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Teachers Needed!: Strategies for Training More Bilingual Teachers

Penned by contributing writer Corey Mitchell, Education Week has published an article detailing how school districts are attempting to fill English Language Learner (ELL) teaching vacancies. According to a 2017 survey by the Council of the Great City Schools, which “examines data on English-learner enrollment, linguistic diversity, student achievement, professional development, and staffing,” a growing number of larger school districts in the U.S. “are relying on alternative certification programs, partnerships with colleges, and grow-your-own programs to fill English-language-learner teaching vacancies.”

The Council of the Great City Schools educate approximately “25 percent of the estimated 4.9 million English-learners in the nation’s public schools,” with other districts educating a more significant portion of their population: “…the Clark County schools in Las Vegas educate about 70 percent of Nevada’s English-learners while the Providence school district enrolls half of the English-learners in Rhode Island.”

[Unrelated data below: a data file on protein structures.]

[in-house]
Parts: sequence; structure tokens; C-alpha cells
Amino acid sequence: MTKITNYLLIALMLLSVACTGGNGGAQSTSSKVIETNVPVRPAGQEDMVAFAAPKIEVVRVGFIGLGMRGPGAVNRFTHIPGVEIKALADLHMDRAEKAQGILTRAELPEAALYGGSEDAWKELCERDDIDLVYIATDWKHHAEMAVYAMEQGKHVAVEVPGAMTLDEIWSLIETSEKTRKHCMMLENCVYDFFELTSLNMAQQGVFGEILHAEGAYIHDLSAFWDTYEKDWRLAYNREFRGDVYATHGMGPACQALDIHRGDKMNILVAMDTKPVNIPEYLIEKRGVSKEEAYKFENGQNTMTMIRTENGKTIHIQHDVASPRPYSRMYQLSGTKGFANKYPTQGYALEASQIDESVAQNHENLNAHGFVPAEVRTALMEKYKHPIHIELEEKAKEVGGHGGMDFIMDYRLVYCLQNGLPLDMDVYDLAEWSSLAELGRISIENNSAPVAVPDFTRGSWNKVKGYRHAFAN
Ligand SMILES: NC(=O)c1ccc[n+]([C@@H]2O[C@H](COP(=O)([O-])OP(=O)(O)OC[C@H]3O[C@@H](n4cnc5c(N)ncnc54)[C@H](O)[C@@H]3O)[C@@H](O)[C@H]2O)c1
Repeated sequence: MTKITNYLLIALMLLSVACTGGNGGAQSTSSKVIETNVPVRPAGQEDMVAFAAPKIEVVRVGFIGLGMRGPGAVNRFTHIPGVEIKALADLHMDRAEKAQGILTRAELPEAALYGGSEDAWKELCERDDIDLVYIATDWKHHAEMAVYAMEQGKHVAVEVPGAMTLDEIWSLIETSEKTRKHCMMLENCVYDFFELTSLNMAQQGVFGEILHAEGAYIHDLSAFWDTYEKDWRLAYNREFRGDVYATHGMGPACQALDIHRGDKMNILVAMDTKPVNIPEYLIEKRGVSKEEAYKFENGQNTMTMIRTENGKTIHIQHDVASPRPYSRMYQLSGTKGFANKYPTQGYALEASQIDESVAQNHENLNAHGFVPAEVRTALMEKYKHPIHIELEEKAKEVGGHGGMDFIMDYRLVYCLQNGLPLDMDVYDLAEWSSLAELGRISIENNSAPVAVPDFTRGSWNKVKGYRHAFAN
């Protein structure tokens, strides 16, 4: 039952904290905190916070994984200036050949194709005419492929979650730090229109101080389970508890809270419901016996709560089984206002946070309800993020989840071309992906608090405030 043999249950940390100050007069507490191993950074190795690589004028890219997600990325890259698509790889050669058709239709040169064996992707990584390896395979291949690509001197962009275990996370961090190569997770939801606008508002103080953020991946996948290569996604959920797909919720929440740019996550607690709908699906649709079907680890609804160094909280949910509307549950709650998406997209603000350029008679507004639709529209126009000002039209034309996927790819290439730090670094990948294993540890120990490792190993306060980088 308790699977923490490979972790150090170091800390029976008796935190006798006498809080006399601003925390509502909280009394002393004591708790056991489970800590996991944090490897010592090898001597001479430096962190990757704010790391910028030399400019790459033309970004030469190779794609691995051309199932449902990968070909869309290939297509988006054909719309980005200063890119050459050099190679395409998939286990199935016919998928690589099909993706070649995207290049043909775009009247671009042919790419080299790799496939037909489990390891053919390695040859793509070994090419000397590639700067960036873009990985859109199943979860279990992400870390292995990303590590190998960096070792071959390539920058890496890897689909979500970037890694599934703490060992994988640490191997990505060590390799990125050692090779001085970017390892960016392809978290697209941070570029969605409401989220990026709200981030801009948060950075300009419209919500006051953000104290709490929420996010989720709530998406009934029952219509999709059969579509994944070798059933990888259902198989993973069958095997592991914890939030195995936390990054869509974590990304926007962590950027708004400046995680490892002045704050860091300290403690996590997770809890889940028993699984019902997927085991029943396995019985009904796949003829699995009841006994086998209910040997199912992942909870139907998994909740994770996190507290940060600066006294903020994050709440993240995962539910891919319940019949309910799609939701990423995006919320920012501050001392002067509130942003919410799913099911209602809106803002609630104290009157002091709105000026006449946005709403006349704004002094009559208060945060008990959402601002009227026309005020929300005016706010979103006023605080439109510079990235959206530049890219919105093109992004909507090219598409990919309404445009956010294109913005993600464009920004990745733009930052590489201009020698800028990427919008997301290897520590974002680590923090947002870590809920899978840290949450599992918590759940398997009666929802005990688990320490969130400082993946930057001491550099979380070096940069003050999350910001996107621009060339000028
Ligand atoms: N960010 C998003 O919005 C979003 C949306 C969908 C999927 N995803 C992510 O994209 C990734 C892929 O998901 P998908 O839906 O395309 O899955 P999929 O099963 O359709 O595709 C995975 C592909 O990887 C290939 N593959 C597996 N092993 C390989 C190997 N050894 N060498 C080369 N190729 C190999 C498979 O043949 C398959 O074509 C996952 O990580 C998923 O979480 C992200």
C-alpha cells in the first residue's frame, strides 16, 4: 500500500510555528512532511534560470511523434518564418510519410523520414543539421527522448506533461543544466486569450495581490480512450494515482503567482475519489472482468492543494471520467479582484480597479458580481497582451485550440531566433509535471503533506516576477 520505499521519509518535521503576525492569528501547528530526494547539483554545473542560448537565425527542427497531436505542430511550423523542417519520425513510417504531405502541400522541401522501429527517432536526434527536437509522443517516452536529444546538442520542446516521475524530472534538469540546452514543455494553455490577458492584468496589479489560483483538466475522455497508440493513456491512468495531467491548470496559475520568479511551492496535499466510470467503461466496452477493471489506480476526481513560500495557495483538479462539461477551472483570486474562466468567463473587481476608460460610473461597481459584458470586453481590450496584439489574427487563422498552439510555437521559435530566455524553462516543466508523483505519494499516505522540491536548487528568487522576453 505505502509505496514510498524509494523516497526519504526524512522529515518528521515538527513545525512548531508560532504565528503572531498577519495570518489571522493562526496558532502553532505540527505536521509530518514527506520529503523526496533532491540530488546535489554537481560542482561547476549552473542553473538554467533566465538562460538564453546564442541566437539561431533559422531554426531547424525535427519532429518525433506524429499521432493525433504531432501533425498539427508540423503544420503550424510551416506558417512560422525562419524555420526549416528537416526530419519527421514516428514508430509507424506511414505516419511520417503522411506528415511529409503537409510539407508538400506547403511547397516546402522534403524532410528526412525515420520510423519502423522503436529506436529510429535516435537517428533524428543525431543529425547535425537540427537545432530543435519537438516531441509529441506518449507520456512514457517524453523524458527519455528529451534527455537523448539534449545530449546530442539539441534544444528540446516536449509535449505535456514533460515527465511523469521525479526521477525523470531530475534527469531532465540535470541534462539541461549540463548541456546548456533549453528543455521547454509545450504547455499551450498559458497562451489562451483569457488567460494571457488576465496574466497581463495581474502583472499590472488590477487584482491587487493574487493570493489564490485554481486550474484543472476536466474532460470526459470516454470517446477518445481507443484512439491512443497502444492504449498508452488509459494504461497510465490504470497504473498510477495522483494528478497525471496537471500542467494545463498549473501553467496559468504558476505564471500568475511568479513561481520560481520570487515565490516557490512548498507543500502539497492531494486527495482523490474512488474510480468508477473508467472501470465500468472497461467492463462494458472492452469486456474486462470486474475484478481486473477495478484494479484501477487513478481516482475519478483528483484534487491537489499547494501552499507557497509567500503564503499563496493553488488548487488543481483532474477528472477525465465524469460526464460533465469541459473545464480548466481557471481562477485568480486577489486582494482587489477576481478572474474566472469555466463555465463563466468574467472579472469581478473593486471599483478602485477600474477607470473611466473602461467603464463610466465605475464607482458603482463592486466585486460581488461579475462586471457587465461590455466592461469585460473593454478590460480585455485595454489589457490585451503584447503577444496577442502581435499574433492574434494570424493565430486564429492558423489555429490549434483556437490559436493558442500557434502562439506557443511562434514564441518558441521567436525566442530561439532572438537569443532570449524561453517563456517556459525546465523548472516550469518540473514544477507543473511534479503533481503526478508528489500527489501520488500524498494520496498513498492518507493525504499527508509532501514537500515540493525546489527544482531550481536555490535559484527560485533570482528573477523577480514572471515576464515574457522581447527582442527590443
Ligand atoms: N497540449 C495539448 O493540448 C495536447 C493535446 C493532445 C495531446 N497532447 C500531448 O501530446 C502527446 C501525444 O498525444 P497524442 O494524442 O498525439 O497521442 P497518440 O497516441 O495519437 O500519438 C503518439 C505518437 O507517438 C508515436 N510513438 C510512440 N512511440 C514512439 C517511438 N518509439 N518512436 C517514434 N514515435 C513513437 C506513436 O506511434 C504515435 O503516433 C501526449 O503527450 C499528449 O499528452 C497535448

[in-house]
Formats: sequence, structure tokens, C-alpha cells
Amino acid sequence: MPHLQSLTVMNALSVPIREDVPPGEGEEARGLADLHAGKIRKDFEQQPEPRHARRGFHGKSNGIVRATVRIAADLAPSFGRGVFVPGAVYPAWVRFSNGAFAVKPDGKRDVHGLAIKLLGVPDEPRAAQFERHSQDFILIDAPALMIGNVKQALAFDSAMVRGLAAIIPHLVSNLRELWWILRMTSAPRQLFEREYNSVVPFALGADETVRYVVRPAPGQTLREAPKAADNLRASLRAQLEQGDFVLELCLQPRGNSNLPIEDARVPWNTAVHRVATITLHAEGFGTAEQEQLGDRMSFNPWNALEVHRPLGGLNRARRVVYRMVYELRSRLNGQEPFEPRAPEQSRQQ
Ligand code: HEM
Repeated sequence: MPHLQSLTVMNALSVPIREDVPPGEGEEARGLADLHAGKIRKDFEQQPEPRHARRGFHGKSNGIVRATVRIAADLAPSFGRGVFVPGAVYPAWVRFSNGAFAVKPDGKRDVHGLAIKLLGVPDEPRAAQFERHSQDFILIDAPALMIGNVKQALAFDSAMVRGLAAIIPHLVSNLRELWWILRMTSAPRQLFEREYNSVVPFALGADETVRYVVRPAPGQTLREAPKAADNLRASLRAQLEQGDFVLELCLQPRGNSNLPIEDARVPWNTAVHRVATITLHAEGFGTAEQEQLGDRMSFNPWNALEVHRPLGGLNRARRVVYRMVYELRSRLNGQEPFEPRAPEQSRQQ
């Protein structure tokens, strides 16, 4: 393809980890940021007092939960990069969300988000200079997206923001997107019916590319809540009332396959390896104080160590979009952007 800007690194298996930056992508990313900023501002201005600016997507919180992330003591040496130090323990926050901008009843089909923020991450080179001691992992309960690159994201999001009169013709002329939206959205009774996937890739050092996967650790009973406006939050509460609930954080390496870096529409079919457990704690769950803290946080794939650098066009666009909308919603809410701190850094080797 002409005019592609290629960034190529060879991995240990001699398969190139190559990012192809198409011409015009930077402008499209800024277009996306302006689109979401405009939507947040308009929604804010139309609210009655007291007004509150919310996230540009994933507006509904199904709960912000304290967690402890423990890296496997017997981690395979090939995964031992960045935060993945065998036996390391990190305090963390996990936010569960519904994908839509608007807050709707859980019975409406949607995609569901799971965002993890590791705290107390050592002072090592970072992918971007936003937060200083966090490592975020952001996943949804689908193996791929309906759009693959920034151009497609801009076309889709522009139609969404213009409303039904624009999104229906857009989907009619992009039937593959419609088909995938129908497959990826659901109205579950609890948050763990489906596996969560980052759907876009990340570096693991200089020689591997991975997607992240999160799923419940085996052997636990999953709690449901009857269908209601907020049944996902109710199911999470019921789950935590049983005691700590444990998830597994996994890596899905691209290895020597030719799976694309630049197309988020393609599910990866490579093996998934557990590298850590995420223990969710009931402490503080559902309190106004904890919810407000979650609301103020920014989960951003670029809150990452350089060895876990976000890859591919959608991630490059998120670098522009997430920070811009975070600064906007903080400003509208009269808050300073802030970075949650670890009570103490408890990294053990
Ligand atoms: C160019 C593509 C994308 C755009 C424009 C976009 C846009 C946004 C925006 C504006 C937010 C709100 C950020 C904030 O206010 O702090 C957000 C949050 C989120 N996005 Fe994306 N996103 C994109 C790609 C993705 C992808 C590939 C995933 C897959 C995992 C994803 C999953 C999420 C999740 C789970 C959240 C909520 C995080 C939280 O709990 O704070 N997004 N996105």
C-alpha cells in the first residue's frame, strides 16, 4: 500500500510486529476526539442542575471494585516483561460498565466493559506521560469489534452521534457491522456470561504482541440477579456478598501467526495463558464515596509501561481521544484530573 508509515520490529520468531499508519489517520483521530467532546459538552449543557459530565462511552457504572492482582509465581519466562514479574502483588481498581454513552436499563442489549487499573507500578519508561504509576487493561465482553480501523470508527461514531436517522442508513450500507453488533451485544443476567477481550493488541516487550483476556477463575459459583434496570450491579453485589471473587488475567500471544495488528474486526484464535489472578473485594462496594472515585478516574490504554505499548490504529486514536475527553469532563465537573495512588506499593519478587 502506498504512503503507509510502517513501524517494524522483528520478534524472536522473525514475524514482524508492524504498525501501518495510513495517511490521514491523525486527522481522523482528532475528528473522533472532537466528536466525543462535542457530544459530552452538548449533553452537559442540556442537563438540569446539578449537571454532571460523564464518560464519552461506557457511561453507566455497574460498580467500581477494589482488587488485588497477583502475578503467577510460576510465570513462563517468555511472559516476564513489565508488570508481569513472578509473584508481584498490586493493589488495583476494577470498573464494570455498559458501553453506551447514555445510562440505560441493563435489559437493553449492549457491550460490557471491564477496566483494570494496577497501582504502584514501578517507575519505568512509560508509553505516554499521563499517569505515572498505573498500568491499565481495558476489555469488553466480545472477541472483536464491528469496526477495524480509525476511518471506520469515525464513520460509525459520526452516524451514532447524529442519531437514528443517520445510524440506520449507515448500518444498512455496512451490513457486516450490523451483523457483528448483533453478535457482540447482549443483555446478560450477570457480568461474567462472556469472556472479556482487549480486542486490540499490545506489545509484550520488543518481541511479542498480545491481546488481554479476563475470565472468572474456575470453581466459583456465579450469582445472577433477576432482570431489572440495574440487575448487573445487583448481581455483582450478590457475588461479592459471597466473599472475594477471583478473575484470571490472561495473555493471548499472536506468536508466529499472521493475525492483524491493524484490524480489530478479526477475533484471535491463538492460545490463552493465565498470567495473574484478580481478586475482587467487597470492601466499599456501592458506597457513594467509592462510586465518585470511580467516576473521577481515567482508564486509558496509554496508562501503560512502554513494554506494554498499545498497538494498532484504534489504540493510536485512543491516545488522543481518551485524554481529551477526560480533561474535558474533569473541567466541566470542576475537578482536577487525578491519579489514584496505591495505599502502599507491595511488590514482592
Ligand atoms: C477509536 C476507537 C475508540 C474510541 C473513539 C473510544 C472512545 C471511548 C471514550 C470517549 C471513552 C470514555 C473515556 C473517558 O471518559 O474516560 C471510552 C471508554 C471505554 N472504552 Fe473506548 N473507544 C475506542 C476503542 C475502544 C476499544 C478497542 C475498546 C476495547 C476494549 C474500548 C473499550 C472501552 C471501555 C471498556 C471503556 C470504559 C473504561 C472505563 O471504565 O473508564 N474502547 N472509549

Yet, while the ELL population increases, the 2017 report finds “that some states are not establishing credentialing requirements for teachers who educate those students.” Furthermore, almost half of the districts that participated in this survey “found that that their respective states had no requirements for general education and special education teachers who work with English-learners.” Additionally, nearly 29 percent “reported having no state requirements for content-area teachers who work with English-learners, even though ELLs spend most of the school day with general education teachers.”

As members of the TWIN-CS Network, we like to remain apprised of concurrent ELL news. It is important to note in this study that the population of ELLs steadily increases; as a result, schools are looking towards certification programs, college partnerships, and grow-your-own programs to fill ELL teaching vacancies.

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TWIN-CS advances the Catholic tradition of academic excellence by empowering Catholic schools to systematically transform from a monolingual to multilingual educational model in the service of vibrant culturally diverse populations.

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